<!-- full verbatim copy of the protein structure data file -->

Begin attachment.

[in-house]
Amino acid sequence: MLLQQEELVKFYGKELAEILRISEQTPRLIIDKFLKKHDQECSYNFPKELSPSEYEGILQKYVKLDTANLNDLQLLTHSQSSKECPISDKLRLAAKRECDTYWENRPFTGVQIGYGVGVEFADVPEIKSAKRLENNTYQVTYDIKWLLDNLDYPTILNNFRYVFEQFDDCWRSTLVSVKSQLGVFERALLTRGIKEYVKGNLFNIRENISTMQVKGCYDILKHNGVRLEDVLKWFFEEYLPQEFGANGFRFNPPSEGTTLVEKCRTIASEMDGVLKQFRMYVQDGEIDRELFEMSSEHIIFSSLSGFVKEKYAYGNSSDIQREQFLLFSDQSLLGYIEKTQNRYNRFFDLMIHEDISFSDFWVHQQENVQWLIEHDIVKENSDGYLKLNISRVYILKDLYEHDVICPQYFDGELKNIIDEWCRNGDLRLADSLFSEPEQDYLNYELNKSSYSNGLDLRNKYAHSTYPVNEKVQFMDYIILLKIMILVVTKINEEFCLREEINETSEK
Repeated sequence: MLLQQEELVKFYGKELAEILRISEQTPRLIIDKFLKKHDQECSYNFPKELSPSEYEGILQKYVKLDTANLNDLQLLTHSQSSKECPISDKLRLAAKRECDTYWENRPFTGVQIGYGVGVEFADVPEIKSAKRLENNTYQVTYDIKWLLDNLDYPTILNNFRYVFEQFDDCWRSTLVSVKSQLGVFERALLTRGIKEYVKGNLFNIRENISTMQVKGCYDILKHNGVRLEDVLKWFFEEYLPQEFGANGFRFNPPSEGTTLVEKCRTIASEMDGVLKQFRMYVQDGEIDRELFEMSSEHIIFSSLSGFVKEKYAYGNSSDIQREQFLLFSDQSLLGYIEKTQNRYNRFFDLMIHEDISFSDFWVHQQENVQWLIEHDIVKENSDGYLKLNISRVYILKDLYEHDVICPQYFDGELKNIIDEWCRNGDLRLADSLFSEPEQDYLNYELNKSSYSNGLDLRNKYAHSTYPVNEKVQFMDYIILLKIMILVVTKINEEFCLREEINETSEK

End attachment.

[in-house]
Amino acid sequence: MLLQQEELVKFYGKELAEILRISEQTPRLIIDKFLKKHDQECSYNFPKELSPSEYEGILQKYVKLDTANLNDLQLLTHSQSSKECPISDKLRLAAKRECDTYWENRPFTGVQIGYGVGVEFADVPEIKSAKRLENNTYQVTYDIKWLLDNLDYPTILNNFRYVFEQFDDCWRSTLVSVKSQLGVFERALLTRGIKEYVKGNLFNIRENISTMQVKGCYDILKHNGVRLEDVLKWFFEEYLPQEFGANGFRFNPPSEGTTLVEKCRTIASEMDGVLKQFRMYVQDGEIDRELFEMSSEHIIFSSLSGFVKEKYAYGNSSDIQREQFLLFSDQSLLGYIEKTQNRYNRFFDLMIHEDISFSDFWVHQQENVQWLIEHDIVKENSDGYLKLNISRVYILKDLYEHDVICPQYFDGELKNIIDEWCRNGDLRLADSLFSEPEQDYLNYELNKSSYSNGLDLRNKYAHSTYPVNEKVQFMDYIILLKIMILVVTKINEEFCLREEINETSEK
Repeated sequence: MLLQQEELVKFYGKELAEILRISEQTPRLIIDKFLKKHDQECSYNFPKELSPSEYEGILQKYVKLDTANLNDLQLLTHSQSSKECPISDKLRLAAKRECDTYWENRPFTGVQIGYGVGVEFADVPEIKSAKRLENNTYQVTYDIKWLLDNLDYPTILNNFRYVFEQFDDCWRSTLVSVKSQLGVFERALLTRGIKEYVKGNLFNIRENISTMQVKGCYDILKHNGVRLEDVLKWFFEEYLPQEFGANGFRFNPPSEGTTLVEKCRTIASEMDGVLKQFRMYVQDGEIDRELFEMSSEHIIFSSLSGFVKEKYAYGNSSDIQREQFLLFSDQSLLGYIEKTQNRYNRFFDLMIHEDISFSDFWVHQQENVQWLIEHDIVKENSDGYLKLNISRVYILKDLYEHDVICPQYFDGELKNIIDEWCRNGDLRLADSLFSEPEQDYLNYELNKSSYSNGLDLRNKYAHSTYPVNEKVQFMDYIILLKIMILVVTKINEEFCLREEINETSEK